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I've a doubt about my professor's approach on the following apparatus:

Consider a stationary, incompressible, potential and bidimensional flow in the duct shown in the figure bellow:

$\hspace{100pt}$flow

A stream line is given by $y=\frac{c}{x}$ with $c$ constant. The full flow is parameterized by $c\in[1,4]$.

Some questions were then asked. One of them involved expressing mathematically the stream function $\psi$. My professor just said that $\psi=xy$. It satisfies the stream line equation because $\psi=xy=const\Rightarrow y=\frac{const}{x}$ (note that $\psi$ is constant along a stream line).

But is $\psi=xy$ the only stream function that can result from stream lines defined by $y=\frac{c}{x}$, with $c$ constant? For example, if $\psi=2xy$, we would get $\psi=2xy=const\Rightarrow y=\frac{\frac{const}{2}}{x}$. And because $\frac{const}{2}$ is a constant, then $\psi=2xy$ could be also a candidate stream function.

How could I obtain $\psi$ just through the knowledge of the stream lines equations? Wouldn't we get infinite $\psi$ candidates for such stream lines?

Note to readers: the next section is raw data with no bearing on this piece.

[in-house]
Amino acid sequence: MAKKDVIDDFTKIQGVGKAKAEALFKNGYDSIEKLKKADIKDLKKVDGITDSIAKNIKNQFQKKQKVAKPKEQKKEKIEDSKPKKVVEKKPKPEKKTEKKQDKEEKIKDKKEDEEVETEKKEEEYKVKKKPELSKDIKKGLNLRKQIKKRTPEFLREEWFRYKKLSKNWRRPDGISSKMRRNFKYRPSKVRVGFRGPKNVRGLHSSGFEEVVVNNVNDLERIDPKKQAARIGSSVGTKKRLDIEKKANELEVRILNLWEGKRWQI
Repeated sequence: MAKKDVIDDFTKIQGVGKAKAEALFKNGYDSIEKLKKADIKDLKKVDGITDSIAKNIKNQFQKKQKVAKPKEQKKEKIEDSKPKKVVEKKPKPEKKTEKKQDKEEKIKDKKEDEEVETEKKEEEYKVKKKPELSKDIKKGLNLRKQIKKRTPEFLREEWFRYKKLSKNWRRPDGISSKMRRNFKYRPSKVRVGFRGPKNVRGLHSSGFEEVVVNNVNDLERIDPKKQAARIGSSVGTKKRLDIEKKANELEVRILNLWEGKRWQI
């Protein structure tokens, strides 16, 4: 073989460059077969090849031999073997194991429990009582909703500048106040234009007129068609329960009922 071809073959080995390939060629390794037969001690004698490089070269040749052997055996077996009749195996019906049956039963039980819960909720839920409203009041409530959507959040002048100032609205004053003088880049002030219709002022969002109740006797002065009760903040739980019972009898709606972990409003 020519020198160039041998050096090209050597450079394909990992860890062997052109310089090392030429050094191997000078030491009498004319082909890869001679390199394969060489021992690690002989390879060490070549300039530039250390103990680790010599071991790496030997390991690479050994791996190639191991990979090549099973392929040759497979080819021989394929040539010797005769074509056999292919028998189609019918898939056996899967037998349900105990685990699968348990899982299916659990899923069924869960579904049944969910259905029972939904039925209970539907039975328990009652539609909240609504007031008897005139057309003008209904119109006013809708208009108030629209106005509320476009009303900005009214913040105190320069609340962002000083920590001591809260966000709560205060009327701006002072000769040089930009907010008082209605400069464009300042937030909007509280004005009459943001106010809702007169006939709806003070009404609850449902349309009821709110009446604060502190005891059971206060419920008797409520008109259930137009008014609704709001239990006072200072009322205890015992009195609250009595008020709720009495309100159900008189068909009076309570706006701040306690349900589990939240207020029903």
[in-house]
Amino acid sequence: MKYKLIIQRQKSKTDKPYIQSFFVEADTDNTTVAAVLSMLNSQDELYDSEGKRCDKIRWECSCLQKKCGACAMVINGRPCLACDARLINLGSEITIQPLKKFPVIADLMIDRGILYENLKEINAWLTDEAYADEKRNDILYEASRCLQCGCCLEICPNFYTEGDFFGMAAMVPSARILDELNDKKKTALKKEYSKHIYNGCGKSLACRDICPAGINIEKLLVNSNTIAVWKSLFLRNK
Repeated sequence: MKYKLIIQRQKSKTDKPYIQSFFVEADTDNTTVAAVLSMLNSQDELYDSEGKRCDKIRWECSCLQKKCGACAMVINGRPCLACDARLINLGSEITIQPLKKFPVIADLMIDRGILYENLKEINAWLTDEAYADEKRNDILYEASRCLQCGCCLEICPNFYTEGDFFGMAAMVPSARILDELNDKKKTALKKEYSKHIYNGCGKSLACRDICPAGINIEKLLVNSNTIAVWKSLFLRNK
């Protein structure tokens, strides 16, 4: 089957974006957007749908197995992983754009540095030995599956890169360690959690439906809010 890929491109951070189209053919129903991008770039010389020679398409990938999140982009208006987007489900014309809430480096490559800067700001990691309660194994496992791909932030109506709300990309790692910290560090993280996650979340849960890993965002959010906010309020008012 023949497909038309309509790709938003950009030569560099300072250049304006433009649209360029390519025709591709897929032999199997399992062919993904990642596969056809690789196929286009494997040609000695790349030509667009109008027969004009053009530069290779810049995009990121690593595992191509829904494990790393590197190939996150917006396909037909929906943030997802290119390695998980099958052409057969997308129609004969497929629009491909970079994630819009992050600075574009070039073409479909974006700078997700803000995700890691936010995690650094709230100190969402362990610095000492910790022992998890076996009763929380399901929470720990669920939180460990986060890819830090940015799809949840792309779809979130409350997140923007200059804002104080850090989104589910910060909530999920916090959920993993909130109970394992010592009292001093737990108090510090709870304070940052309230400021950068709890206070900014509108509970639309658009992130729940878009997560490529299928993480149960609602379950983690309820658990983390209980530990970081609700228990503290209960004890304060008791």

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    $\begingroup$ Any non-constant function of xy, say $S=f(xy)$, will yield the hyperbolic streamlines you are after, and the flow will be incompressible, but will the flow also be potential, i.e., curl-free? That requires ${{\nabla }^{2}}S=0$. $\endgroup$ – Bert Barrois Apr 11 '18 at 11:31
  • $\begingroup$ Thank you! I think that now I understand. From the additional condition $\nabla^2\psi=0$, I got $\psi=c_1xy+c_2$, where $c_1$ and $c_2$ are constants. The constant $c_2$ can be neglected, it doesn't matter for the flow. Constant $c_1$ is imposed by the volumetric flow that goes through the duct. $\endgroup$ – Élio Pereira Apr 11 '18 at 14:10
  • $\begingroup$ @BertBarrois $\nabla^2S=0$ gives a divergence-free flow, not a potential flow. $\endgroup$ – Deep Apr 12 '18 at 3:23
  • $\begingroup$ @Deep You may be confusing a stream fn with a potential fn. If S is the stream fn, then${{v}_{x}}=+\partial S/\partial y$, ${{v}_{y}}=-\partial S/\partial x$, and $curl(\mathbf{v})={{\nabla }^{2}}S$. $\endgroup$ – Bert Barrois Apr 12 '18 at 11:49
  • $\begingroup$ @BertBarrois You are right. Sorry my bad. $\endgroup$ – Deep Apr 13 '18 at 3:52

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